If you thought the faces of the new hyper-real Teenage Mutant Ninja Turtles were disturbing, wait until you see their dongs. This “Onion” piece is an instant classic:.
As part of their website redesign, the “New Yorker” has made every article they’ve published since 2007 available for free on their website, including some animation-related pieces.
Believe it or not, he doesn’t think it’s a live-action “Dumbo.”
Actor Andy Serkis may have changed his tune somewhat from earlier this spring when he insisted that animators do nothing but add ‘digital makeup’ on top of his acting.
The Internet animation community is talking about one thing today: a series of tweets last night by “Adventure Time” storyboard revision artist Emily Partridge in which she identified artist Skyler Page, the creator of the Cartoon Network series “Clarence,” as sexually assaulting her.
Yesterday, we celebrated the momentous decision to replace the practical effect-dinosaurs in “Jurassic Park” with CGI animation. Today, we look at the other side of the issue: the effect that CGI has had on traditional puppet-makers, animatronic artists, and stop motion animators whose work has increasingly been relegated to the sidelines.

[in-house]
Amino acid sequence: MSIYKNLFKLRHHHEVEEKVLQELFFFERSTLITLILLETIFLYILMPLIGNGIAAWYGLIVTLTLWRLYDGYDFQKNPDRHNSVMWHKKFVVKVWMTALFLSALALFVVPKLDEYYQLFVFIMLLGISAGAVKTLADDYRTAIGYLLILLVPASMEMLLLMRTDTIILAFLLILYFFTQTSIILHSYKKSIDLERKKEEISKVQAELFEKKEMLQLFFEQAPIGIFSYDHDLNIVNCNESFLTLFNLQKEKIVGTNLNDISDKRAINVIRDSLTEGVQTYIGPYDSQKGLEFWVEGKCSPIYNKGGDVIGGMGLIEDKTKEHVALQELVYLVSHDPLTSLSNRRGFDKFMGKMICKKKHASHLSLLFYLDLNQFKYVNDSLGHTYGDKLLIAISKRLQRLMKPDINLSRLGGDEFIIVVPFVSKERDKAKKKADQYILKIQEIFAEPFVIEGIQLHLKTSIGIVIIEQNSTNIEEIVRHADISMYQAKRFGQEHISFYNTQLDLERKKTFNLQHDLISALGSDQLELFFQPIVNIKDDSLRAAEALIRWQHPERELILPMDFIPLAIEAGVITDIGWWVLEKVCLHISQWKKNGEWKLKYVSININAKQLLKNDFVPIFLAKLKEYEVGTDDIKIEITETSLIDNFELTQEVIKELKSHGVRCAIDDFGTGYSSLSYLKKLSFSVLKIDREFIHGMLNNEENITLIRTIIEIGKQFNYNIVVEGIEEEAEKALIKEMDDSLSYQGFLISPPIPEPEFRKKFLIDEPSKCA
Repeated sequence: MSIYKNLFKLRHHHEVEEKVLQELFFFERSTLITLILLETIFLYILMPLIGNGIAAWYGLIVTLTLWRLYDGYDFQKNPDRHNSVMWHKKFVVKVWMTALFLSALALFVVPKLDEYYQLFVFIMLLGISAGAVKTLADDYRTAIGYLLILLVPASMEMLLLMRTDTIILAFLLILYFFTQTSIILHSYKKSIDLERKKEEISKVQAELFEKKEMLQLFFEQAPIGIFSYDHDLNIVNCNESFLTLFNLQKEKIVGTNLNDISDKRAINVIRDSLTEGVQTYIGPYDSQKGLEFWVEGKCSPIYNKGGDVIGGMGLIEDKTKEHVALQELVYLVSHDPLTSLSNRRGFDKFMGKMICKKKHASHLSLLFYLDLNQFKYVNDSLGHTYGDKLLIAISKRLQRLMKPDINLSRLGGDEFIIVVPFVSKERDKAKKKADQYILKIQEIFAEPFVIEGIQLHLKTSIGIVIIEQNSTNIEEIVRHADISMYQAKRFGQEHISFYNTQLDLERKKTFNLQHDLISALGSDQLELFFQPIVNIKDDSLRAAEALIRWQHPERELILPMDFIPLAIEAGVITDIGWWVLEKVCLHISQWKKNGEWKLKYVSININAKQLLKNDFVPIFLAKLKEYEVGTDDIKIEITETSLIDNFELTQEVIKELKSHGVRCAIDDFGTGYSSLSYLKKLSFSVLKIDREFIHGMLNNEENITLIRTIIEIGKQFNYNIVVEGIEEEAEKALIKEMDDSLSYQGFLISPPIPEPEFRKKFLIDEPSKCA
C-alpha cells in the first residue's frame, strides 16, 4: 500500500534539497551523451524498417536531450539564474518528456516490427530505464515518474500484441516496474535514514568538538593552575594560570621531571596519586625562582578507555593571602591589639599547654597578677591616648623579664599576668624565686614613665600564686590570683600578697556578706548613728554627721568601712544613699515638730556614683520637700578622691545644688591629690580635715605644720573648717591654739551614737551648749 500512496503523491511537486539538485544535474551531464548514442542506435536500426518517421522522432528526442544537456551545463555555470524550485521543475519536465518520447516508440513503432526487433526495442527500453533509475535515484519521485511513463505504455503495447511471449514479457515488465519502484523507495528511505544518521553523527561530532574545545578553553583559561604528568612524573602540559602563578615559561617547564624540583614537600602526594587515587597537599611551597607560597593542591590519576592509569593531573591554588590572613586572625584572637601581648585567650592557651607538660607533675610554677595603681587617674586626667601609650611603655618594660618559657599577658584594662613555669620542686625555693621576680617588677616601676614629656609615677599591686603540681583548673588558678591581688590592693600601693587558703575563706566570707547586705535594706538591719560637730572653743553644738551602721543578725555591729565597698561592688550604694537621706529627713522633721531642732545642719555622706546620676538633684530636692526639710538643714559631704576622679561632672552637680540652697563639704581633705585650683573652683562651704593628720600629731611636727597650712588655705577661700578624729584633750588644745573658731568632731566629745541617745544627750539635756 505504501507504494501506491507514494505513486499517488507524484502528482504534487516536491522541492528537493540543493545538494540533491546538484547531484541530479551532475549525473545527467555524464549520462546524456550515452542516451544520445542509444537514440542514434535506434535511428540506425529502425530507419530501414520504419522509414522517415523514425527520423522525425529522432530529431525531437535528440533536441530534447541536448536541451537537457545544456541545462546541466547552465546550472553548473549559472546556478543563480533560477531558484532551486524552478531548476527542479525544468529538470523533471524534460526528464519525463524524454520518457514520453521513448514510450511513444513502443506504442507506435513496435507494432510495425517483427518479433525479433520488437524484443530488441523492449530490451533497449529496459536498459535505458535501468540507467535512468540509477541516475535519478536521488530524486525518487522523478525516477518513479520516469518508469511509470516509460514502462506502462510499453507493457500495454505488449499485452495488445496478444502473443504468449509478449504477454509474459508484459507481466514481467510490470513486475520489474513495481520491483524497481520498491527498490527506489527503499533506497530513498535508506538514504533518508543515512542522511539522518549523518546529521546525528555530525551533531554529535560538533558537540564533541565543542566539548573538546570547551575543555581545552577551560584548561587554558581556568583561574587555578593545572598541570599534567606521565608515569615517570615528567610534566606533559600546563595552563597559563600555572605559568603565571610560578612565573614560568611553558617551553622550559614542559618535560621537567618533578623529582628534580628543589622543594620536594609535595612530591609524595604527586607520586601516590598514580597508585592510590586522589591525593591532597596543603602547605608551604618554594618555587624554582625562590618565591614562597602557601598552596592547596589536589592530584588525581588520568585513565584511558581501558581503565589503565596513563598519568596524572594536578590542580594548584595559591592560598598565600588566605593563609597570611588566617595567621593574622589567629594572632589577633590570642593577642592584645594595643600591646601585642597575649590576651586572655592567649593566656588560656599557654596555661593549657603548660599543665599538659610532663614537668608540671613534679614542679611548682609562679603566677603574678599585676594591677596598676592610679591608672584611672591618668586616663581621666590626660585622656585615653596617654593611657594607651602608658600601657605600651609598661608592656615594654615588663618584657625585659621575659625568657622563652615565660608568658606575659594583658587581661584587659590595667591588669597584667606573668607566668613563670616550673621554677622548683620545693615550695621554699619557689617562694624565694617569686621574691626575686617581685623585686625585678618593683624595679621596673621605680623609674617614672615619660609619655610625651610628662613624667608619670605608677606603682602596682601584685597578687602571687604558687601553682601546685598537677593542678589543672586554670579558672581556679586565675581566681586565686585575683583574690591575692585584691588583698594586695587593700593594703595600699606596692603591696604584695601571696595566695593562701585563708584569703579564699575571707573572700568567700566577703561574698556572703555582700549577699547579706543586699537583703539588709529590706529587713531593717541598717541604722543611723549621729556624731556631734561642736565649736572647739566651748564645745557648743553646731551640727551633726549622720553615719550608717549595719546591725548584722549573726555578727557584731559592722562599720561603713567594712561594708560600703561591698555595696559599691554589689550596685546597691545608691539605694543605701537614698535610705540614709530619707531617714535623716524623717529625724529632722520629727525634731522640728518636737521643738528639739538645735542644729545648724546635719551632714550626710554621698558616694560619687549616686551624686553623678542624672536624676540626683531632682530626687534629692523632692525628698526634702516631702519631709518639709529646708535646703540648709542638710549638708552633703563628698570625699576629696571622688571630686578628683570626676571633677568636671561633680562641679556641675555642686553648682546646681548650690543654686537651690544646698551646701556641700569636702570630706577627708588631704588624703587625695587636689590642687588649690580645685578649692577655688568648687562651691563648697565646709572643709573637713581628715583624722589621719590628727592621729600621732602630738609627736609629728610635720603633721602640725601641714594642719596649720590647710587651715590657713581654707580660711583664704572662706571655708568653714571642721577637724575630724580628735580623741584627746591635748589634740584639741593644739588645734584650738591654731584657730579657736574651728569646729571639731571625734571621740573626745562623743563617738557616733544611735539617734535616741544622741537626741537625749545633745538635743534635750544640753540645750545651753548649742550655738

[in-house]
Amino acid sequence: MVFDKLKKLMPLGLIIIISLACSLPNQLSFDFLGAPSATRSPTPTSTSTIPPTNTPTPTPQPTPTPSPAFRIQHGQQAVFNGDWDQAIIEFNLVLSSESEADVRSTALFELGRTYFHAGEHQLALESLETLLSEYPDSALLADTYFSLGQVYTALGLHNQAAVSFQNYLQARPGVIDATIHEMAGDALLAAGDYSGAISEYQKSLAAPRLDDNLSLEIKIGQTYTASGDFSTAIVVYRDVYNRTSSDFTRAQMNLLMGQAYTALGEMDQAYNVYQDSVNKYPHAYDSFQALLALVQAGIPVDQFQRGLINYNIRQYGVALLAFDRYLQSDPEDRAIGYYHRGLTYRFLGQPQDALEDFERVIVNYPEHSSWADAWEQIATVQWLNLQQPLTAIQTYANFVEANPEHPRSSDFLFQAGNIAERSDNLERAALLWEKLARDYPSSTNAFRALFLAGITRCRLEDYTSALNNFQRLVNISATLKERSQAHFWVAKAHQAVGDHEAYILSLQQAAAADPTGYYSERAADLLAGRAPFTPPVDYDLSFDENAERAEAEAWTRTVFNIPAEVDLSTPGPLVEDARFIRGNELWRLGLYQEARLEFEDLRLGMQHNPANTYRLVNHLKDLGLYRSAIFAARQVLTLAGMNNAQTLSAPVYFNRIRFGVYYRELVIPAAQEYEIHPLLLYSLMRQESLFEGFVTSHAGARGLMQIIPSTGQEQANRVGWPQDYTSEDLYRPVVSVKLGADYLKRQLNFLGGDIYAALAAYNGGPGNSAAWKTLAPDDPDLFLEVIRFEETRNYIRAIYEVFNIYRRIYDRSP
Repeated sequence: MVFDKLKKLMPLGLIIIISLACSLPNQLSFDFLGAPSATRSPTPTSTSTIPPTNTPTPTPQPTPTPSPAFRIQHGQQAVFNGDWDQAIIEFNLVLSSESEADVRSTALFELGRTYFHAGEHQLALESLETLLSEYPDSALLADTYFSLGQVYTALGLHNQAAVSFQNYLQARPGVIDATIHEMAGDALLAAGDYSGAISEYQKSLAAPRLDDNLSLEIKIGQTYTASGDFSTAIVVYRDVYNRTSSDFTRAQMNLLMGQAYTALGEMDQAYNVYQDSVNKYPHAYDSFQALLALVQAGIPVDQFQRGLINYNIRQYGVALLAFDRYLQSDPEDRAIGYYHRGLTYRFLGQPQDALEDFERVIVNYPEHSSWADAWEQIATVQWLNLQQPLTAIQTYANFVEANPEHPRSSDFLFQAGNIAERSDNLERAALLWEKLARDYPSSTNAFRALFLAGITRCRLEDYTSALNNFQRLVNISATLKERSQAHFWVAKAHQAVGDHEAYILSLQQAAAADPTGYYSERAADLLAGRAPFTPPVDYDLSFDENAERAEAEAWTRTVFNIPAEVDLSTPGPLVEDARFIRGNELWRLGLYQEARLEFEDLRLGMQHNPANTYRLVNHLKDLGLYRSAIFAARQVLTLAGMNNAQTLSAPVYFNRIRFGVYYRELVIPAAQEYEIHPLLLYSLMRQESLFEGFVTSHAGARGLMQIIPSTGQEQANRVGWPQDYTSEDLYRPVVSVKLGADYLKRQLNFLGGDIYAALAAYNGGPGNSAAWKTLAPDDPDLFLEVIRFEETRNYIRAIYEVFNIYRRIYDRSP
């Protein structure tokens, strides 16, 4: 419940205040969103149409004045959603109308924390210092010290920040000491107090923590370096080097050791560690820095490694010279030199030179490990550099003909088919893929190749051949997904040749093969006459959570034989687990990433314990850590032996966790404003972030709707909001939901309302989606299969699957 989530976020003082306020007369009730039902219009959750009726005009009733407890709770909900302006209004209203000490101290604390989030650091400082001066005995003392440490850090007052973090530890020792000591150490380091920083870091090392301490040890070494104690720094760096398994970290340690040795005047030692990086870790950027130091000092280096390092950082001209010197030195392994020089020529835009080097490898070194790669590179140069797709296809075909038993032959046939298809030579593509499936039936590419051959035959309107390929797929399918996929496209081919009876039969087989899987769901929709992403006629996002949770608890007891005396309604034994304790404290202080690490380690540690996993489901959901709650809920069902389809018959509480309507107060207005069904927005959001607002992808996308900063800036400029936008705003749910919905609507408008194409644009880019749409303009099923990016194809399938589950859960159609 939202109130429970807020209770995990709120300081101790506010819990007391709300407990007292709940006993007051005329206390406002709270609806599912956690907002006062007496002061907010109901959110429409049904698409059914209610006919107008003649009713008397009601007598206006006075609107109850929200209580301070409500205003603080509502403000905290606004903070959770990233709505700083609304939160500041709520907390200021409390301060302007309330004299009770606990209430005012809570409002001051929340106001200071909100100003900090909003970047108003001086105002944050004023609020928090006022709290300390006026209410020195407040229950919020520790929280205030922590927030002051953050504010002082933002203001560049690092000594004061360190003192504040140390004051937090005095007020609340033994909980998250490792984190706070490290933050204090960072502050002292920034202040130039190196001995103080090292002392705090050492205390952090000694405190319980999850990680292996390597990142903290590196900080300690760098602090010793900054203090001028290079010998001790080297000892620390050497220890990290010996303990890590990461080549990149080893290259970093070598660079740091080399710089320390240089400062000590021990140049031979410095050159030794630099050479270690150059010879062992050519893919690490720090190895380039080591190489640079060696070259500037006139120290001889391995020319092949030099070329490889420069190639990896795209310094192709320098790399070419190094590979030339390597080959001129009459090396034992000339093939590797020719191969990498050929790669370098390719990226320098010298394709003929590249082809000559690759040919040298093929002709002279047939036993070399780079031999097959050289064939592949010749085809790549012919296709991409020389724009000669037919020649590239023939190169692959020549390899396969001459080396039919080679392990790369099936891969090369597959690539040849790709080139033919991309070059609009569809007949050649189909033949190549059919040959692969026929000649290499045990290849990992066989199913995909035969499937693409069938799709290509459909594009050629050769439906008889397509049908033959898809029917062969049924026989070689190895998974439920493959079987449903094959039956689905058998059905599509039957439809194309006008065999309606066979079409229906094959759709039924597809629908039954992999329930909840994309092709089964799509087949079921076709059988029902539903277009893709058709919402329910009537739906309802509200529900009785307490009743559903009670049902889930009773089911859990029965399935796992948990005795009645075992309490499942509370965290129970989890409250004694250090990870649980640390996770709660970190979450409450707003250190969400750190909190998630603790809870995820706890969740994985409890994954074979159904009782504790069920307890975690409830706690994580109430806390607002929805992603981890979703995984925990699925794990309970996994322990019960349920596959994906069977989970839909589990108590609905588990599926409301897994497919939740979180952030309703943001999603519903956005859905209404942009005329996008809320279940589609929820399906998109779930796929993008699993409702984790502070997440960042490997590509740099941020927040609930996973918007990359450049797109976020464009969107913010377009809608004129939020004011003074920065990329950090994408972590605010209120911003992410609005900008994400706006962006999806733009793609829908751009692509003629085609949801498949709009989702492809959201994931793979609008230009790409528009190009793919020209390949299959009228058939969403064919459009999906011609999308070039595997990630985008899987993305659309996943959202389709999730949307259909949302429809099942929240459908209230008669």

Poor Garfield. In his heyday, he was amongst the most beloved characters on the funny pages, his plush likenesses fastened to car windows and his sarcastic barbs adorning office walls around the globe. Then, somewhere along the line, he underwent a pop-cultural re-evaluation. Jim Davis’ strip is now something of a pariah: just look at how “The Simpsons” paired it with “Love Is” as the kind of strip that Milhouse reads. What a comedown for a character once hip enough to be quoted in “Two Tribes” by Frankie Goes to Hollywood. But yet, the orange cat has been saved from cultural oblivion by a peculiar trend: the remixed “Garfield” strip.
Last weekend, “The Legends of Oz: Dorothy’s Return” recorded the worst opening ever for an animated film in more than 2,500 theaters. The film’s exec producer, Greg Centineo, a former Florida coffee shop owner who raised over $100 million from investors to produce this film and its followups, thinks he knows what went wrong.
For the past few days on Cartoon Brew’s Instagram account, we’ve been running a series called 25 Cartoonists You Should Know. The entire series is below, and yes, the list could easily be twice as long and still incomplete.
Cartoon Brew officially launched on March 15, 2004. A decade is a long time to be doing anything, but it feels like an especially long time to be blogging daily. As we head into the site’s 10th anniversary year, here are some reflections on where we’ve been and where we’re headed.